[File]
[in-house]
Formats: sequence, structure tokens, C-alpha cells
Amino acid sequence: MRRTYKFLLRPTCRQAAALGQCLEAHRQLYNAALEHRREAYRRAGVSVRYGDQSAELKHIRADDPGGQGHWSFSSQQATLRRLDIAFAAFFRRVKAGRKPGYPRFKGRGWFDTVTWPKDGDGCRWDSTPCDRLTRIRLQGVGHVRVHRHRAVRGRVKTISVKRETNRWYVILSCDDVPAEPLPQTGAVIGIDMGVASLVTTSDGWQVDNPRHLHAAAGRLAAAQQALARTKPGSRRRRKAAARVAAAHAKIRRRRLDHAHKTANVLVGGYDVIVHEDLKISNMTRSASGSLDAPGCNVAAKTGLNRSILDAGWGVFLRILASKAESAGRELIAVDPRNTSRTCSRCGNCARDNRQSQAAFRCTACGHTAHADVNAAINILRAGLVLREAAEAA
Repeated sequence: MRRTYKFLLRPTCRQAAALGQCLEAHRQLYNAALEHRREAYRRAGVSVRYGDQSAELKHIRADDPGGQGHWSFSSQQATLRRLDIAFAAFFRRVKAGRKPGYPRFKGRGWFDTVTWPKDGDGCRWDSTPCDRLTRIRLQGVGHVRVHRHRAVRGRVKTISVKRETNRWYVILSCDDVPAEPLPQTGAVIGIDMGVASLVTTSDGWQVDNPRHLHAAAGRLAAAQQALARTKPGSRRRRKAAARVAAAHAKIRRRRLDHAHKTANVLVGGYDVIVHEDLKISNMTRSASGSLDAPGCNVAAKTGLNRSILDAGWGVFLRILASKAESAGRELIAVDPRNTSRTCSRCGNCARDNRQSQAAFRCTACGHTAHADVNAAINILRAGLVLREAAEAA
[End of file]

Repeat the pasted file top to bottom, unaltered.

[in-house]
Formats: sequence, structure tokens, C-alpha cells
Amino acid sequence: MRRTYKFLLRPTCRQAAALGQCLEAHRQLYNAALEHRREAYRRAGVSVRYGDQSAELKHIRADDPGGQGHWSFSSQQATLRRLDIAFAAFFRRVKAGRKPGYPRFKGRGWFDTVTWPKDGDGCRWDSTPCDRLTRIRLQGVGHVRVHRHRAVRGRVKTISVKRETNRWYVILSCDDVPAEPLPQTGAVIGIDMGVASLVTTSDGWQVDNPRHLHAAAGRLAAAQQALARTKPGSRRRRKAAARVAAAHAKIRRRRLDHAHKTANVLVGGYDVIVHEDLKISNMTRSASGSLDAPGCNVAAKTGLNRSILDAGWGVFLRILASKAESAGRELIAVDPRNTSRTCSRCGNCARDNRQSQAAFRCTACGHTAHADVNAAINILRAGLVLREAAEAA
Repeated sequence: MRRTYKFLLRPTCRQAAALGQCLEAHRQLYNAALEHRREAYRRAGVSVRYGDQSAELKHIRADDPGGQGHWSFSSQQATLRRLDIAFAAFFRRVKAGRKPGYPRFKGRGWFDTVTWPKDGDGCRWDSTPCDRLTRIRLQGVGHVRVHRHRAVRGRVKTISVKRETNRWYVILSCDDVPAEPLPQTGAVIGIDMGVASLVTTSDGWQVDNPRHLHAAAGRLAAAQQALARTKPGSRRRRKAAARVAAAHAKIRRRRLDHAHKTANVLVGGYDVIVHEDLKISNMTRSASGSLDAPGCNVAAKTGLNRSILDAGWGVFLRILASKAESAGRELIAVDPRNTSRTCSRCGNCARDNRQSQAAFRCTACGHTAHADVNAAINILRAGLVLREAAEAA